Six months ago I became an ambassador for Voyage by Investec, the private bank account. As my salary is paid in euros and travel frequently I utilise the account’s foreign exchange facilities and travel perks.

How did you manage to combine medicine with professional rugby?

It usually takes five years to qualify as a doctor, but I took eight. I did three years full-time, spent another year doing an intercalated BSc in sport and exercise science, and my fourth and fifth years I did part-time over four years. When my rugby career took off I thought many times of giving up medicine, but with a little determination and some persuasion from my mother I carried on. I’m glad I did.
Right now I would choose rugby over medicine. Not many people get the chance to play for their country. I only have this window in time to play rugby, but the rest of my life to pursue my medical career.

At what point does a player earn serious money in rugby?

There is a big jump in your income when you become an international player. Your market value is that much more, off the field as well. My main sponsors are Under Armour, the sports clothing brand, and Red Bull. Around 12 per cent of my income is from sponsorship. You also earn bonuses at international level when you win matches, and at club level if you win the league title or European cup competition.

Do you want to carry on till you drop?

Ultimately, my body will dictate when I retire from rugby. I would like eventually to retire on my own terms rather than have a serious injury end my career. With a contact sport it is difficult to prevent injury among players, who are getting bigger and more powerful and running towards each other at crazy speeds. I would realistically like to play for another six or seven years. Then I would hope to return to medicine. My ultimate dream is to be an orthopaedic surgeon or to work in sports medicine in some capacity.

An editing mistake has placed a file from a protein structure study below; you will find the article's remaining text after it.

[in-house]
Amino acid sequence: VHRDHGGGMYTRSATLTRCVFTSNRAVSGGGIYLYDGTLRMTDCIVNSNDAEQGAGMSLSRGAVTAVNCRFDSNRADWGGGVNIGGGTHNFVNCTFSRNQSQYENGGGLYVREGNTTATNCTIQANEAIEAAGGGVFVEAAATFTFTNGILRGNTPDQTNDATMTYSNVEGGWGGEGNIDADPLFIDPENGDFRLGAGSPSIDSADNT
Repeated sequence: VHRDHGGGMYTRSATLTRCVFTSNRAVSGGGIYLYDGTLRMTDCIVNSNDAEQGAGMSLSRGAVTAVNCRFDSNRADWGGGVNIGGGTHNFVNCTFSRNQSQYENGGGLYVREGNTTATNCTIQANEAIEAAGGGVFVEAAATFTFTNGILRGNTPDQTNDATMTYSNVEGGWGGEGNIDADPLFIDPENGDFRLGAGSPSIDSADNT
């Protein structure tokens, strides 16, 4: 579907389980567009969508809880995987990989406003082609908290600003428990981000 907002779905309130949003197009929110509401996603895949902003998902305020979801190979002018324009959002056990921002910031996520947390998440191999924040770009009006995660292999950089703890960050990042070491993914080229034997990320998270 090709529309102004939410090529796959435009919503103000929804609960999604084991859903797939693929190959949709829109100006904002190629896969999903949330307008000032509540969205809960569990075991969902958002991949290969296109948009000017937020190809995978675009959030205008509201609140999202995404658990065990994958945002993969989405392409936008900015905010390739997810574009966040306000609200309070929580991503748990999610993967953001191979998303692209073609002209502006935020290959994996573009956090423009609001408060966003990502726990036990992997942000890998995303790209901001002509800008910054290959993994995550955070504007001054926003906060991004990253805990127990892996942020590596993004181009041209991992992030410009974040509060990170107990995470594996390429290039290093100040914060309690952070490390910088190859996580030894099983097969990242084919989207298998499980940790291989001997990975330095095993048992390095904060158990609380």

What is your commitment to charity?

I am a patron of ASH Wales, the antismoking pressure group and charity in Cardiff. I got into it in 2009 through a friend I grew up with, who started working for them. My involvement is much less now that I live in France, but before I was involved with young people and endorsing the charity’s message. As rugby players we help charities in numerous ways, by attending dinners, and donating memorabilia or signing shirts for auctions.
Do you invest in sports memorabilia?
I have a signed photograph album of Muhammad Ali’s career that I bought at an auction for £500 in 2010. I’ve also got a signed jersey belonging to Lionel Messi, the Argentine footballer who plays for Barcelona. I don’t regard these items as investments, though.

Do you allow yourself the odd indulgence?

I am into watches. I treat myself to a new watch every time I achieve something significant, like passing a set of exams, or winning a tournament. I have got a few Rolexes. One is a vintage watch that I bought after we beat France and won the Six Nations in 2012. I walked into Watches of Switzerland and bought this watch with a red and blue bezel that perfectly represented the two countries.
I also enjoy dining out. In Paris my favourite restaurants are Germain in St Germain, and Mama Shelter in the 20th arrondissement which has a rooftop terrace.

What is the most you have ever paid for a bottle of fine wine or champagne?

In 2009 I was at a nightclub in Las Vegas with friends and spent $600 on a bottle of Dom Pérignon. After a long season it was well worth it! It was to celebrate the end of the British Lions tour to South Africa.

Copyright The Financial Times Limited 2014. You may share using our article tools.

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Mon Apr 23, 2018 9:21 am
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Post Re: Cardiff Blues v Pau (Challenge Cup semi-final)
Cheers, TP.

Good stuff from back when ...

He's off to Bath next - https://www.independent.co.uk/sport/rugby/rugby-union/club-rugby/jamie-roberts-joins-bath-harlequins-wales-rugby-british-and-irish-lions-a8255911.html


Tue Apr 24, 2018 4:32 am